Oh, and by the way, I have Joe Mauer at #21, just missing the list.

  15. Two things, Graham…

    This is Porter’s ENTIRE career vs Mauer up to this point. On a rate basis, I bet both of us have Mauer as the best catcher ever.

    Second, Porter is pretty underrated. I have him as my #21.

  16. @Graham

    I agree. I wouldn’t take either of them over a Babe Ruth clone born in the 1980s, introduced to modern fitness techniques, taught to switch-hit, and raised to catch. But then again, we should probably limit the discussion to things that actually exist. 🙂

    Too harsh? Probably. But I lived in Minnesota for 6 baseball seasons (2005-2010), and I’m married to a pretty hardcore Twins fan, and they’re my second favorite team. Mauer’s best three seasons can hang with any catcher in the game’s history. Once you get beyond that, though, it’s a sad history of injury and disappointment. Frankly, I hope they move him full-time to 1B this year. It’ll be a loss for the catcher position, but it’ll only help Mauer and the Twins.

    Agree with Adam, though. Mauer only needs a couple more years to pass Bresnahan – actually, probably one would do it. When he’s all said and done, if Mauer rates as a catcher, he’ll go down as one of the top 10 ever. I just don’t think he’s there yet.

  17. Loving the Tenace Love!

    Shocked that I-Rod isn’t a consensus Top 5.

    (and I shall have to look at Bill Dickey and Gary Carter again…)

  18. FWIW, my top catchers would be:


    and so on, but i’d definitely defer to Adam’s amazingly in-depth analysis

  19. @Clark

    Actually, I was a little surprised at where I-Rod fell, too. But, according to the Baseball Gauge, Rodriguez’s best season was worth 5.8 WAR – tied with Buck Ewing for the worst top season among any of the top 20 catchers. And it has him with only 3 seasons of 5 or more WAR, which is tied with many catchers, but nowhere near the peaks of Bench, Carter, Berra, Dickey, etc. Basically, he rates as high as he does because he’s been a +WAR player every year, and he’s played for a long time. Subjectively, I agree with you – I would have put him in my top 5 for sure, probably top 3. But it’s not like any of the guys he’s ranked behind here are slouches, so I’m not altogether unhappy with the way things have turned out. Again, if I WERE to use any subjective factor, I would probably bump him up at least one spot (the margin between him and Hartnett is fairly thin as it is) – possibly more than one. But #6 is probably as high as I could comfortably move him, without feeling like my objective rankings were a complete sham.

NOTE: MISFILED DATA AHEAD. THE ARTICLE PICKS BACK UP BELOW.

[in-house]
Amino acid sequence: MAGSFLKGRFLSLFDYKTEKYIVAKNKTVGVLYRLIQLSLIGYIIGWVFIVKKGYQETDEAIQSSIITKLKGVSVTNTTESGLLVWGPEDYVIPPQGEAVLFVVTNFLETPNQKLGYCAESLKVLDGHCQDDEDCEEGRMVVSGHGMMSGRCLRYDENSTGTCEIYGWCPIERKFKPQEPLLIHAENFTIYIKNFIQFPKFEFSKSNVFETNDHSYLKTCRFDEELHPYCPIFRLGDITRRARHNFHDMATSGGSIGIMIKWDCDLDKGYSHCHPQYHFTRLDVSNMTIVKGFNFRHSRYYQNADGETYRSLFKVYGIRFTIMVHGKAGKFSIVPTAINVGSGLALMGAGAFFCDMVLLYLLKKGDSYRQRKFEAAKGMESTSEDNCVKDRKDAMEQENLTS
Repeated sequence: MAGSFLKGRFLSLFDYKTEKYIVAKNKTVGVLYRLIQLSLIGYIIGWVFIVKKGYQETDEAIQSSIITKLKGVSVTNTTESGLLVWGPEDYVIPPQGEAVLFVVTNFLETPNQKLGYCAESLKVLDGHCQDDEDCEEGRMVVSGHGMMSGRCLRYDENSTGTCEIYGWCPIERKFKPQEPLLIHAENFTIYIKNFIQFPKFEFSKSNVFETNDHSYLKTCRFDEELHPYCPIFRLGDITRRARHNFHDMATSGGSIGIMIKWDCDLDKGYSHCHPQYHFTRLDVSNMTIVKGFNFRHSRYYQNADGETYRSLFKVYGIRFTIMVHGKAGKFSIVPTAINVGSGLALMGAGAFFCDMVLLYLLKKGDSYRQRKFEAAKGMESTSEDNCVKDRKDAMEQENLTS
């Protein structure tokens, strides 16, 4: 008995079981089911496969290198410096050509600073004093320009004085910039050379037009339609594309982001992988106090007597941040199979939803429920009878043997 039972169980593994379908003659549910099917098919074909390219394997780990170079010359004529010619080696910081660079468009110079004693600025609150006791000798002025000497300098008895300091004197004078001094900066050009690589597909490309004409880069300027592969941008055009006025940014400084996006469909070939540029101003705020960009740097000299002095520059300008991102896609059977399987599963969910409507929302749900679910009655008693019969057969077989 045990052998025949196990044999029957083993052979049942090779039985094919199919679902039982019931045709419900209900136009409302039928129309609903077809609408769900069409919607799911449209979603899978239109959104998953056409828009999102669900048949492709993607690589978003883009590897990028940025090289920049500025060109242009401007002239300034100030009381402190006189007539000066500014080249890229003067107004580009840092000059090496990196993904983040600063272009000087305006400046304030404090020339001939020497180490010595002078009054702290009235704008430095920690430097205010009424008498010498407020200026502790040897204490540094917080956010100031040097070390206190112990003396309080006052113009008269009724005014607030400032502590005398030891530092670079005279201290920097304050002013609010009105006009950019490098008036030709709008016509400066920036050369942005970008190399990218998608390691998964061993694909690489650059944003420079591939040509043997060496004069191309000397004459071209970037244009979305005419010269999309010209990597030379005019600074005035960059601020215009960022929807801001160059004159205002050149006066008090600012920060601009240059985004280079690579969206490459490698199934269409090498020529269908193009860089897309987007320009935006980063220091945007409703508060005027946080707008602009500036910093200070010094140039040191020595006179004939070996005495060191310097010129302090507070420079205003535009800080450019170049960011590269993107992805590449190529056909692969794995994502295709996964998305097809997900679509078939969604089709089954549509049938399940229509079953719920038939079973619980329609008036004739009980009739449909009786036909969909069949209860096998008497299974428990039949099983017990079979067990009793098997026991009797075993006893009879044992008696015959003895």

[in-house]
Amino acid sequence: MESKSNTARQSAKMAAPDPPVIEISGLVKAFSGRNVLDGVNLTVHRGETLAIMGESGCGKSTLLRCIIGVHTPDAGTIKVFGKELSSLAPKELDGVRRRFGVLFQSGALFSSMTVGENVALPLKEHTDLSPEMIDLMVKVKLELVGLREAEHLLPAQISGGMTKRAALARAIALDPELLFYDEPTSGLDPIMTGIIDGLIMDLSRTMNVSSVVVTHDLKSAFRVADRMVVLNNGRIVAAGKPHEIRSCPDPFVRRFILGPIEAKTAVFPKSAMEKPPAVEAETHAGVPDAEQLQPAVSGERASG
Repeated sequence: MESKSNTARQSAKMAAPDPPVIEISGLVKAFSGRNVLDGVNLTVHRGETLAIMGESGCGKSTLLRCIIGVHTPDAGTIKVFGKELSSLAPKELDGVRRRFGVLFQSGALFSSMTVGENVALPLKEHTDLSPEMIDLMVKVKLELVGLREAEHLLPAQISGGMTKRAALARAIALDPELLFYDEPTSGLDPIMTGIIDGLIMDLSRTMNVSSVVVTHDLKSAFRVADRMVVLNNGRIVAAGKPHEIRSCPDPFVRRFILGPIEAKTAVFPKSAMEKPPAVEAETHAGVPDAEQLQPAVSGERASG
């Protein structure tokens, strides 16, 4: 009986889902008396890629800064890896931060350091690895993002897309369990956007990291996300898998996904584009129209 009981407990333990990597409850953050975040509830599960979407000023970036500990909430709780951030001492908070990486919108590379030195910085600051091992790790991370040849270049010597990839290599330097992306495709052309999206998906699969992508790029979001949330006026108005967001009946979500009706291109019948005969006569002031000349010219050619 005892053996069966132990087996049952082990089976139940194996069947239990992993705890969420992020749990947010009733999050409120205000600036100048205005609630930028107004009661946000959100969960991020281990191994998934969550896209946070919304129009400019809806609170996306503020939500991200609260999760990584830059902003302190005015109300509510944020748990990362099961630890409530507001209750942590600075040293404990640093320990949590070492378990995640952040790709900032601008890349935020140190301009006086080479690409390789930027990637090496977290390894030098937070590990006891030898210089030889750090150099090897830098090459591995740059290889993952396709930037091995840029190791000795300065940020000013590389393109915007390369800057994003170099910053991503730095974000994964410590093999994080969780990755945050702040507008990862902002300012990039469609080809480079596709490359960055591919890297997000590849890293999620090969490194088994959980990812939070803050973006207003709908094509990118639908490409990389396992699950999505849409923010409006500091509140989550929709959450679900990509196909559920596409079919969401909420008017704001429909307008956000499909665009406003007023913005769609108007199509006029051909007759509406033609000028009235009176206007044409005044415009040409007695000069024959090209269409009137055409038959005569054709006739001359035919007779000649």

Looks like a pretty solid list. I mean, I would definitely encourage you to give Mickey Cochrane a more serious second look, but your list is solid. Also it looks like there may be a bit more emphasis on overall career value than on peak (otherwise I don’t see how Fisk gets so high) than I would use, but it’s a solid list. The top 10 or say catchers are ALWAYS going to include at least 6 or 7 of the same guys, so there’s not really too much to argue about. Question, though: are these just subjective rankings? Or do you have a system in place which gives you a mathematical ranking? It doesn’t matter either way, but I would be curious to see what you do if you use a system.

  20. @David – that was just a quick subjective rundown of guys. It is by no means scientific, just a short hand from my viewpoint.

    That said, i do value longevity and believe it is a skill. it’s incredibly hard to be good at baseball, i cant fathom how hard it is to remain at a superior level while aging — i’m also a huge Cal Ripken fan, so there’s that. So, i dont tend to value peak as much as others, it’s great to be dominant, and awe-inspiring, but i just think of guys like Dale Murphy, I’d prefer a steady brilliance, personally.

    But it’s incredibly hard to fault either of your lists, you are more the experts on that subject than I.